Last year, I wrote a post recommending some defensive moves to protect annual profits and cash retention as economic worries intensified. I followed it up with an article on how to establish a protective profit buffer with 10 cost saving moves.
Since that time, world economic prospects have turned down sharply. China reflects substantially worsening growth prospects. Commodities prices are declining. Oil prices in particular are in free fall, and energy investment and employment have been heavily curtailed. The stock markets have recently been trounced, with China down 20% and US and other western countries with double digit losses.
It is certainly time to take defensive moves, and at the very least develop a contingency plan. This time I went back to my fellow partners for a more comprehensive response to the prospective downturn. Here are four steps they recommended for a contingency plan.
1. Manage the profit plan to minimize early deterioration
Most companies have a relatively narrow margin for error. A small decline in revenue could wipe out the entire bottom line of your company. Develop forecasts for optimistic, realistic and worst cases. Now formulate the buffer plan and agree on early warning signs, such as a shrinking order flow or backlog or a worsening pipeline. Consider the appropriate early communications to directors, investors and especially lenders.
2. Identify and then maintain your strengths and preserve your best customers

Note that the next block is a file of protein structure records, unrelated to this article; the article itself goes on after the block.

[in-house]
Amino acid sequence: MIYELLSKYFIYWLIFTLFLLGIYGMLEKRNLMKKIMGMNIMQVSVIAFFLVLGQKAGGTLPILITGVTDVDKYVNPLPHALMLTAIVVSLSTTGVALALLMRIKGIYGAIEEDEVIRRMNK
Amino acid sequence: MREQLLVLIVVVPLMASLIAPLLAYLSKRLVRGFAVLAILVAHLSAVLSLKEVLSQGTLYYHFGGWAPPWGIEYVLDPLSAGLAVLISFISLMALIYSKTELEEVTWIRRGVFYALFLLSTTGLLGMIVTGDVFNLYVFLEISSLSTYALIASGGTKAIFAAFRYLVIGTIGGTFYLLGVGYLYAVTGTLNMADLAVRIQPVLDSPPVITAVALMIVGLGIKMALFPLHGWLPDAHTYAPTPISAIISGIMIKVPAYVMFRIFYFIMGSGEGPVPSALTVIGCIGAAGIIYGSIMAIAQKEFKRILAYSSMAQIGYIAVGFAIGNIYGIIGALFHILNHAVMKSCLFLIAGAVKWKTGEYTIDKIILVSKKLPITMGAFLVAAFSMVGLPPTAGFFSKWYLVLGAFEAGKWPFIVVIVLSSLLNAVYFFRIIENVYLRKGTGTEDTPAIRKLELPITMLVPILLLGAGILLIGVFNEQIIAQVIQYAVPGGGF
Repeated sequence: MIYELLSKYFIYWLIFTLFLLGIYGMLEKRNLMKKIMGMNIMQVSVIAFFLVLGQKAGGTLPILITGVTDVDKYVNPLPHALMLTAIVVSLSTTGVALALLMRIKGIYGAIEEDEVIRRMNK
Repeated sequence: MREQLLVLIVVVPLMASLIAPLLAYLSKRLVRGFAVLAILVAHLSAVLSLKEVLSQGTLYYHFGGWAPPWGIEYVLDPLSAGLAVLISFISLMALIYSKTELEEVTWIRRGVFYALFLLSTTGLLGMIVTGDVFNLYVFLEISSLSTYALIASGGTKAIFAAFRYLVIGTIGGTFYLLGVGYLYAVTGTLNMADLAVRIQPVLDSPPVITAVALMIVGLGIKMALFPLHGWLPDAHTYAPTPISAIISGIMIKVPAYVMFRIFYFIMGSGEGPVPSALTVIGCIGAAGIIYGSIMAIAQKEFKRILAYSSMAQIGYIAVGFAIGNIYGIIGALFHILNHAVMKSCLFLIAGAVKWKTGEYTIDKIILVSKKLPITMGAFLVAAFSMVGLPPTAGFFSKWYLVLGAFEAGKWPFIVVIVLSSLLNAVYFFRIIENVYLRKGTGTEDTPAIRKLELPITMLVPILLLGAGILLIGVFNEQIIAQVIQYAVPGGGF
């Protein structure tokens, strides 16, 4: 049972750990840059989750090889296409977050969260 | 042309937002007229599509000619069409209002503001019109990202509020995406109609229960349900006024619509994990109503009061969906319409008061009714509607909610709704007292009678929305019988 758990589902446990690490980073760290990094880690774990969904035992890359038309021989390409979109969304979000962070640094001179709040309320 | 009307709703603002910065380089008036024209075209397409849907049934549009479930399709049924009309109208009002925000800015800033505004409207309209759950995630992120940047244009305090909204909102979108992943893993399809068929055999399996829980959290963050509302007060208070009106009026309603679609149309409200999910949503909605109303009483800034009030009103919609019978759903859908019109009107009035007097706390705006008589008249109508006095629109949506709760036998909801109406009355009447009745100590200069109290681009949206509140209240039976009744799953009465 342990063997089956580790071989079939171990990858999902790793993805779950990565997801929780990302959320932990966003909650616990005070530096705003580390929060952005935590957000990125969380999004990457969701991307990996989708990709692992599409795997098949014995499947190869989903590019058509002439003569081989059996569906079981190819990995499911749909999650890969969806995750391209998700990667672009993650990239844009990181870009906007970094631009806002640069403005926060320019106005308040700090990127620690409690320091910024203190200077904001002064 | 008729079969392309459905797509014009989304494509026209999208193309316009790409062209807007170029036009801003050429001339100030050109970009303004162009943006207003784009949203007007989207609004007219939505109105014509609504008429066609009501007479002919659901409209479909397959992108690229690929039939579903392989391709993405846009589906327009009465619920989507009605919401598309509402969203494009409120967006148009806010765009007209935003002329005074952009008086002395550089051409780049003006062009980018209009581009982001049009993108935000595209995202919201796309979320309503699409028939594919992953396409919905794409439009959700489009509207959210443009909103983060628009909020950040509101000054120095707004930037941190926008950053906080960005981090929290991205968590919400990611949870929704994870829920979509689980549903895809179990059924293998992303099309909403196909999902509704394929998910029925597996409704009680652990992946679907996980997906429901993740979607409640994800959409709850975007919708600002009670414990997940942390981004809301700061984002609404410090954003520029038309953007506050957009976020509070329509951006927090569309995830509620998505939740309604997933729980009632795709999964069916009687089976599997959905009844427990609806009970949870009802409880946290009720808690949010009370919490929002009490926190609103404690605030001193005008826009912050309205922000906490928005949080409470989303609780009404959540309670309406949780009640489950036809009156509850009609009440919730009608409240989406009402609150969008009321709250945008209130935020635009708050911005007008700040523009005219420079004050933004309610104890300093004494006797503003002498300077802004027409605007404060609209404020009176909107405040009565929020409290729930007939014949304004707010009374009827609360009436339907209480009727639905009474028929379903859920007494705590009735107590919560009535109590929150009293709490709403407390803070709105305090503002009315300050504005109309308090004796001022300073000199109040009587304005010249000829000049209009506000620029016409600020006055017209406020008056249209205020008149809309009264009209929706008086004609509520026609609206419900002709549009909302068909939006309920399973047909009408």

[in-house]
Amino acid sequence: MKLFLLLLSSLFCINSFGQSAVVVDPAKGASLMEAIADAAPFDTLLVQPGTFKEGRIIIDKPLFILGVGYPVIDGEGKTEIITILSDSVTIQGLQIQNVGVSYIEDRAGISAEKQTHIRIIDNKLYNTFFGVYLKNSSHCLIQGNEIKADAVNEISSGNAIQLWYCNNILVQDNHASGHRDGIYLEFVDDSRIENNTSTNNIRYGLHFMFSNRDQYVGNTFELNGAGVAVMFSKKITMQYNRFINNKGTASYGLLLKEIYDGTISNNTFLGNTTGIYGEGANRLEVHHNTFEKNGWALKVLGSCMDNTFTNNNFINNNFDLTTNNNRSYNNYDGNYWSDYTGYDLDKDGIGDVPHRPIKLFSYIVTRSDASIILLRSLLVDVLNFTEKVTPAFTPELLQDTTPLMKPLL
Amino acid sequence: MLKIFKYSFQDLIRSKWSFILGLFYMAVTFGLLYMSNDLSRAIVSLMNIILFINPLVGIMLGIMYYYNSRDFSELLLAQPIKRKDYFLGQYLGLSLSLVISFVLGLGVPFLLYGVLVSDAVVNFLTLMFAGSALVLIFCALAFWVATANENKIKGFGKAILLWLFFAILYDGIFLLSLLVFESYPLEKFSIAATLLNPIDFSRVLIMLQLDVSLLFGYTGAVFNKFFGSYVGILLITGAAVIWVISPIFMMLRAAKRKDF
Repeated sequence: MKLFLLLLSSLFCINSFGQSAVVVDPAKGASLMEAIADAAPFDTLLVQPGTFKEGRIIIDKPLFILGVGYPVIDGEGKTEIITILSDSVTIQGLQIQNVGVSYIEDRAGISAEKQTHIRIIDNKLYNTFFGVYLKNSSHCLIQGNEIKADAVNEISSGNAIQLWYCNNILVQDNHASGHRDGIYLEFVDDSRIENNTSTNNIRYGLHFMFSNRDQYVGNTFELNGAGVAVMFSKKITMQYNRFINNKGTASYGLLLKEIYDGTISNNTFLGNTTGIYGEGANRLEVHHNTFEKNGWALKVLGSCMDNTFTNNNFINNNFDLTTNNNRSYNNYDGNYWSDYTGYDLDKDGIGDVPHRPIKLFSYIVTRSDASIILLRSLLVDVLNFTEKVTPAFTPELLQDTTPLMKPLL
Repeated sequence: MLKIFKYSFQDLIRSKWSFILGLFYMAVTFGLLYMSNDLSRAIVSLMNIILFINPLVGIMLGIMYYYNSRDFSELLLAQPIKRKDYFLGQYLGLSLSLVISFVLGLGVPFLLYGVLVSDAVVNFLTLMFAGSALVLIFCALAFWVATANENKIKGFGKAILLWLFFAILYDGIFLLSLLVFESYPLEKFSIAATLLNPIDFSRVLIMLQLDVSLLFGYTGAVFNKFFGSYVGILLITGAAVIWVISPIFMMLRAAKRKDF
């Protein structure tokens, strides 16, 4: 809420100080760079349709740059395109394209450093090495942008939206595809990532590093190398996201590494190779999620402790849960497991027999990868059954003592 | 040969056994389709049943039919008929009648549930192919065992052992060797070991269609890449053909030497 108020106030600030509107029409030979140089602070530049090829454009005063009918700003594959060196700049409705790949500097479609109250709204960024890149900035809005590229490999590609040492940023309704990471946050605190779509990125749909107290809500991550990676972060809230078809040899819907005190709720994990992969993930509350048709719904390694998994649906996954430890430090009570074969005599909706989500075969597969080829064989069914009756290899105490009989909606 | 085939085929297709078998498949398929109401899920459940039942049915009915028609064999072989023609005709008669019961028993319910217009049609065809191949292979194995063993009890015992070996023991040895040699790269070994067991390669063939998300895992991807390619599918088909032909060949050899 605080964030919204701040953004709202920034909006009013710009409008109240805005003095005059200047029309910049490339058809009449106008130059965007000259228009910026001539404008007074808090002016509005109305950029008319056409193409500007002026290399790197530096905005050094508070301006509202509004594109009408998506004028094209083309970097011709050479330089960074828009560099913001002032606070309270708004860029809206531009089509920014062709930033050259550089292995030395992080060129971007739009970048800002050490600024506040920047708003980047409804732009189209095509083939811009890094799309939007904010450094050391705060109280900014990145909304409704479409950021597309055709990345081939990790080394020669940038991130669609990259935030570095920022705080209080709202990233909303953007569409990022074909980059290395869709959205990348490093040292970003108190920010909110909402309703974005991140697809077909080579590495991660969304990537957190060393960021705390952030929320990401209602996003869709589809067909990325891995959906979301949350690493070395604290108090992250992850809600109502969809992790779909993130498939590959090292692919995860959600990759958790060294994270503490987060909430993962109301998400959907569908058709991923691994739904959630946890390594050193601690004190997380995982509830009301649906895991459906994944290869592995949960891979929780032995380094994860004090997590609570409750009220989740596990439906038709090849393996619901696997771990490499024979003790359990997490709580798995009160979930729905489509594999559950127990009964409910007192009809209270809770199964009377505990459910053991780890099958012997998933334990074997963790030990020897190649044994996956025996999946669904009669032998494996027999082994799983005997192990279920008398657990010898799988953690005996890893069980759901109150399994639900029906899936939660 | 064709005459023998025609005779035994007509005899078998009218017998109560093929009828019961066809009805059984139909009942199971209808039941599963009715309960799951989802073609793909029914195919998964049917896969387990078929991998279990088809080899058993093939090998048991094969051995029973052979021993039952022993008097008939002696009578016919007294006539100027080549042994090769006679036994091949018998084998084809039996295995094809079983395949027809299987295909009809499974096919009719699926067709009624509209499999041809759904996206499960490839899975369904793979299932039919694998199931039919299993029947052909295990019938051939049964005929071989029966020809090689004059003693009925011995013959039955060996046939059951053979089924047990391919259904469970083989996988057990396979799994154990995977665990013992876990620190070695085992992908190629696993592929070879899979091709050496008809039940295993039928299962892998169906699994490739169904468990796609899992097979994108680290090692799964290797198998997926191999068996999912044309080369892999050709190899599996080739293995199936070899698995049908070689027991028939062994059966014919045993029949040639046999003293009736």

Take a close look at capabilities and skills and determine which are your most critical. Identify your highest-margin customers and clearly understand the value you add to them. Develop a game plan in the event of a downturn to protect and build on these strengths. Rather than cut costs indiscriminately, be ready to shift resources to these high-margin customers.
3. Determine what you can stop doing
Be ready to make changes to your cost structure. What will do the least damage to your strengths and improve your value proposition to what your key customers really appreciate? Comb through your cost structure to create a contingency plan for what you would cut.
Companies are familiar with investment schedules that have a calendar for initiating project expenditures. Consider developing an additional schedule for projects that are non-capital. Revisit both schedules from time to time as the metrics detailed above come in, that highlight problems.
Before you add or replace staff, think through the full expense implications. Consider outsourcing non-strategic functions such as payroll, human resources, accounting and even finance. Take a look at your current outsourced resources for opportunities for lowering costs, either through negotiation or competitive bidding
4. Manage cash as forcefully as profitability
A downturn might force you to deal with negative growth but also liquidity constraints. The cash conversion cycle reflected in receivables, inventories and payables needs to be examined. So does the capital spending plan. Days in the cash conversion cycle have declined in the last 15 years for all US companies from an average of 75 days to approximately 40 days. What decline in days have you managed to achieve in recent years? What could you achieve if circumstances dictated a more stringent approach?
John Kenneth Galbraith once said that “economists predict not because they know but because they are asked.” Contingency planning is not based on knowing. It’s just based on protecting the company ahead of time. These plans are not formed by one individual in a closed office. The management team need to agree together on the relevant early warning signs. From there, decide the necessary actions to take to avoid the worst of a downturn.